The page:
Moving to different countries, living in the same spaces as people of other nationalities, and performing in front of multinational and multilingual crowds is quite the ordeal.
But in the Football World, all this is quite standard.
Players usually transfer to other leagues multiple times during their careers, and more often than not, they’re far far away from home.
Naturally, this translates to learning the regional language, getting accustomed to the local culture and food, and of course, adapting to a dressing room packed with unfamiliar faces.
One player who recently underwent this ordeal is Germany International Antonio Rudiger.
The 30-year-old spent 5 years in England with Chelsea, before his contract expired last season and Real Madrid came knocking.
Following a chat with Los Blancos manager Carlo Ancelotti, Rudiger made up his mind and accepted the offer, taking his talents to the Bernabeu.
His spell in White so far has been relatively underwhelming. Despite delivering some solid performances, Rudiger has been unable to cement a place in the starting lineup and assert his authority in the backline as he did at Chelsea.
While he hasn’t managed to turn into a crucial figure at Madrid just yet, the German has certainly established himself as the squad’s ‘funny man’.
During his spell at Stamford Bridge, Rudiger was known to be an absolute hoot in the locker room. He was usually seen bantering with the squad and executing his absurd dance moves at every chance.
The center-back looks to have settled in with the team in a similar fashion, although, unlike Chelsea, he’s finding it a bit difficult to get used to Spain’s linguistic flavor.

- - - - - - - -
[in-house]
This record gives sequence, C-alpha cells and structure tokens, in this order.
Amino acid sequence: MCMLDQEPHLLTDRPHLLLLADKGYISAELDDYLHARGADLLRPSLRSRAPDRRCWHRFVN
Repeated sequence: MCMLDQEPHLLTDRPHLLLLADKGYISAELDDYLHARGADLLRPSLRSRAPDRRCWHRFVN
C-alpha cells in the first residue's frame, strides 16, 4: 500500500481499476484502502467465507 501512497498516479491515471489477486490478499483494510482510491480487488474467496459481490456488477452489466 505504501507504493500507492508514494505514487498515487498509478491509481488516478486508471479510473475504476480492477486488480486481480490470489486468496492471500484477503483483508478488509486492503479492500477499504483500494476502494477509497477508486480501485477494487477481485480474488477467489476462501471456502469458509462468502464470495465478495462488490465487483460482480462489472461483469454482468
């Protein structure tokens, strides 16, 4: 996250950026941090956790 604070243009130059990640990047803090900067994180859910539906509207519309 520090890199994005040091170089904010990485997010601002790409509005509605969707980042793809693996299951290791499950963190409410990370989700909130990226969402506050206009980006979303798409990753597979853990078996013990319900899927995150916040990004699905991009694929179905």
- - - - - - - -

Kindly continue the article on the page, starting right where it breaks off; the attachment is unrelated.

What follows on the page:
In a recent interview, Rudiger shared that he is yet to learn Spanish and that he prefers to learn it on the job rather than hire an instructor. He also shared an anecdote revolving around his teammates and a certain X-rated Spanish expression.
The defender told Sport1 journalist, Kerry Hau, “I had to check what ‘Puta Madre’ means. In the beginning, I kept thinking that my teammates were insulting my mother, but it means like: ‘Damn cool!’.”
“Do I take Spanish lessons? No (laughs). My motto is: Learning by doing! In the dressing room, I also have almost no choice but to speak Spanish. If you want to talk to Vinicius, for example, you won’t get very far with English.”
For the uninitiated, ‘Puta Madre’ is Spain’s go-to curse, and as suggested by Rudiger, the meaning relays certain obscenities towards one’s mother.
This is the definition that most people outside of Spain are familiar with, but the expression also has another, more light-hearted meaning. In a similar fashion to the usage of ‘Son of a b#*ch’ as an appreciative remake, “Puta Madre” serves as a euphemism for ‘that’s cool’ in Spain.
Like most people, the defender was unaware of the expression’s alternate meaning, which naturally raised some alarms after he heard it from his teammates.
Fortunately, they explained the meaning to him. Although if fans online are to be believed, his teammates might just be using it in its literal sense despite telling Rudiger otherwise. A pretty clever prank, aside from the morality of it of course.
Leave a comment